US plans to buy up 'toxic' assets

By ridding banks of soured loans, it is hoped that normal lending will be resumed.


    Geithner's plan has been criticised for not addressing flaws in the US financial system [Reuters]

    The officials said the plan would rely on both the Federal Reserve and the Federal Deposit Insurance Corporation (FDIC) to supplement the government's $700 billion bailout fund.

    Congress is unlikely to provide any new bailout money following public outrage over millions of dollars in bonuses paid out to employees of insurer American International Group (AIG), which has received billions in government aid.

    The officials, who spoke on condition of anonymity because the final details have not been announced, said Geithner's plan has three major parts.

    A new government body, backed by the US banking regulator the FDIC, would need to be set up to buy and hold troubled assets that banks want to sell.

    An expanded programme to make it easier for consumers to get small loans is also part of the plan, as are big subsidies for private investment firms that buy mortgage-backed securities, with the government matching those private funds dollar-for-dollar.

    Plan questioned

    Removing toxic assests is considered vital to getting banks to resume normal lending.

    "The key is going to be if the government buys these assets quickly," Mark Zandi, chief economist at Moody's, said.

    "The question is: Who is providing the deep thinking about the economic architecture? He is not an economist; president Obama is not an economist."

    Thomas Palley, Washington-based economist

    "The sooner they get these assets off banks' balance sheets, the quicker the system will find its footing and get the economy moving again."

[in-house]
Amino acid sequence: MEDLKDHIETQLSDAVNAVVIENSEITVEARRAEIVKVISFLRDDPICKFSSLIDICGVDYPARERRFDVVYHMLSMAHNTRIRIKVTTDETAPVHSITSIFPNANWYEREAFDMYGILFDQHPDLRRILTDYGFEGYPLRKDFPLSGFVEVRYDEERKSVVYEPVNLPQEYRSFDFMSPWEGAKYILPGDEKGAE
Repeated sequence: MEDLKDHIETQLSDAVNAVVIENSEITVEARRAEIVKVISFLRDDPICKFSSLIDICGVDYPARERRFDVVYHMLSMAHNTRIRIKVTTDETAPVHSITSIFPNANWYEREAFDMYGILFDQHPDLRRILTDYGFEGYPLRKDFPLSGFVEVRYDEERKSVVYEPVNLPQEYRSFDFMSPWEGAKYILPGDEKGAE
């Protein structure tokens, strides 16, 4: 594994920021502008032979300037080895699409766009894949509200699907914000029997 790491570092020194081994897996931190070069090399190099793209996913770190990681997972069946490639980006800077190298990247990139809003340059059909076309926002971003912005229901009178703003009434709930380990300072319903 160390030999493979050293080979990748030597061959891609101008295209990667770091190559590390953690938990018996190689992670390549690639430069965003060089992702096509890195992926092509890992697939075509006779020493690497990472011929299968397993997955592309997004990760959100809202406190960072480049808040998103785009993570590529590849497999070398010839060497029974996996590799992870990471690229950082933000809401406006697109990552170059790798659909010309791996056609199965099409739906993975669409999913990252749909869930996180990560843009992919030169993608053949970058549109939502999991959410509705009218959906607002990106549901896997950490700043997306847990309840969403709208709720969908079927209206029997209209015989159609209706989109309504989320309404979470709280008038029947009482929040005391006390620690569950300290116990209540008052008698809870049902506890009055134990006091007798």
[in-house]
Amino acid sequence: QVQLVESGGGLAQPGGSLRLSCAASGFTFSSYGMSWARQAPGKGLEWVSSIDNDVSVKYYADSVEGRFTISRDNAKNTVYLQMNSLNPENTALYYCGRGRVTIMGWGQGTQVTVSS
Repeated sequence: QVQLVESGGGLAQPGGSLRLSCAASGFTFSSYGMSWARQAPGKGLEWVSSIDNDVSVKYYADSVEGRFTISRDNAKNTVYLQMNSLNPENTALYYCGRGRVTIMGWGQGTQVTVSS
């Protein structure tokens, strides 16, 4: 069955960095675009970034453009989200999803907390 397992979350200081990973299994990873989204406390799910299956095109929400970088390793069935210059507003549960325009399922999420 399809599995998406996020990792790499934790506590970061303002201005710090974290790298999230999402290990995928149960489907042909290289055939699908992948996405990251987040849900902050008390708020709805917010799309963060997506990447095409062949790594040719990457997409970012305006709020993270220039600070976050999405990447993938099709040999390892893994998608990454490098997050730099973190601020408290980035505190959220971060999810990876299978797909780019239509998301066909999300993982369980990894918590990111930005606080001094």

But other economists have expressed scepticism over Geithner's plan.

    Paul Krugman, a recent winner of the Nobel prize for economics, said the plan failed to address fundamental flaws in the US financial system.

    "The Obama administration is now completely wedded to the idea that there's nothing fundamentally wrong with the financial system - that what we’re facing is the equivalent of a run on an essentially sound bank," he wrote in a column for The New York Times on Saturday.

    "And I fear that when the plan fails, as it almost surely will, the administration will have shot its bolt: it won't be able to come back to Congress for a plan that might actually work."

    In addition to the as-yet unannounced plan to purchase toxic assets, Geithner came under criticism for failing to block the AIG bonuses.

    Geithner 'pretty weak'

    Barack Obama, the US president, defended his treasury secretary, saying in an interview with CBS television on Saturday that he would not accept Geithner's resignation, even if it was tendered.

    While Obama has said Geithner's job is safe, some Washington pundits have noted it is not a good sign that the president has had to say it, and so often.

    Thomas Palley, a Washington-based economist, told Al Jazeera that judging by the reception in the [US] media, Geithner's performance has been "pretty weak".

    "He [Geithner] doesn't seem to have inspired. My own opinion is that Timothy Geithner is a very capable bureaucrat and he is carrying out the mission that he has set - that's president Obama's mission," Palley said.

    "The question is: Who is providing the deep thinking about the economic architecture? He is not an economist; president Obama is not an economist."

    SOURCE: Al Jazeera and agencies


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